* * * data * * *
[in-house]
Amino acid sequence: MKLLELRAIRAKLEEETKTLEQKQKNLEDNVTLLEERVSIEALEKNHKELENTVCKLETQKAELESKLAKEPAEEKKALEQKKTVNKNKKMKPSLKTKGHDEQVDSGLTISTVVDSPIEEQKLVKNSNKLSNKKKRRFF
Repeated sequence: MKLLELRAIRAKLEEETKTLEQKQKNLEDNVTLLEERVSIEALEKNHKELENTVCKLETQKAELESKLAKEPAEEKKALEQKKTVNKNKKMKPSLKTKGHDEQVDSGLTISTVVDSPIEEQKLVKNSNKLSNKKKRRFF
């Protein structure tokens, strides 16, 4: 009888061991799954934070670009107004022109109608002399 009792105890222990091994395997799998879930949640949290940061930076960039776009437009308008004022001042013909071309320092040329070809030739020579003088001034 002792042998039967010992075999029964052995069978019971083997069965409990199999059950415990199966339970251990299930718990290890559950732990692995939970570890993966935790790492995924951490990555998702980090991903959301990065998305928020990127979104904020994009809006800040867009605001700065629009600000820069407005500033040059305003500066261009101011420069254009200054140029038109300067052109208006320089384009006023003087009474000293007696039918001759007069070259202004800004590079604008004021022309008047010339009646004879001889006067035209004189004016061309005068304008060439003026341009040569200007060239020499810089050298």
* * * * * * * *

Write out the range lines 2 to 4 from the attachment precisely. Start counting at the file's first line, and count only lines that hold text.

Amino acid sequence: MKLLELRAIRAKLEEETKTLEQKQKNLEDNVTLLEERVSIEALEKNHKELENTVCKLETQKAELESKLAKEPAEEKKALEQKKTVNKNKKMKPSLKTKGHDEQVDSGLTISTVVDSPIEEQKLVKNSNKLSNKKKRRFF
Repeated sequence: MKLLELRAIRAKLEEETKTLEQKQKNLEDNVTLLEERVSIEALEKNHKELENTVCKLETQKAELESKLAKEPAEEKKALEQKKTVNKNKKMKPSLKTKGHDEQVDSGLTISTVVDSPIEEQKLVKNSNKLSNKKKRRFF
């Protein structure tokens, strides 16, 4: 009888061991799954934070670009107004022109109608002399 009792105890222990091994395997799998879930949640949290940061930076960039776009437009308008004022001042013909071309320092040329070809030739020579003088001034 002792042998039967010992075999029964052995069978019971083997069965409990199999059950415990199966339970251990299930718990290890559950732990692995939970570890993966935790790492995924951490990555998702980090991903959301990065998305928020990127979104904020994009809006800040867009605001700065629009600000820069407005500033040059305003500066261009101011420069254009200054140029038109300067052109208006320089384009006023003087009474000293007696039918001759007069070259202004800004590079604008004021022309008047010339009646004879001889006067035209004189004016061309005068304008060439003026341009040569200007060239020499810089050298």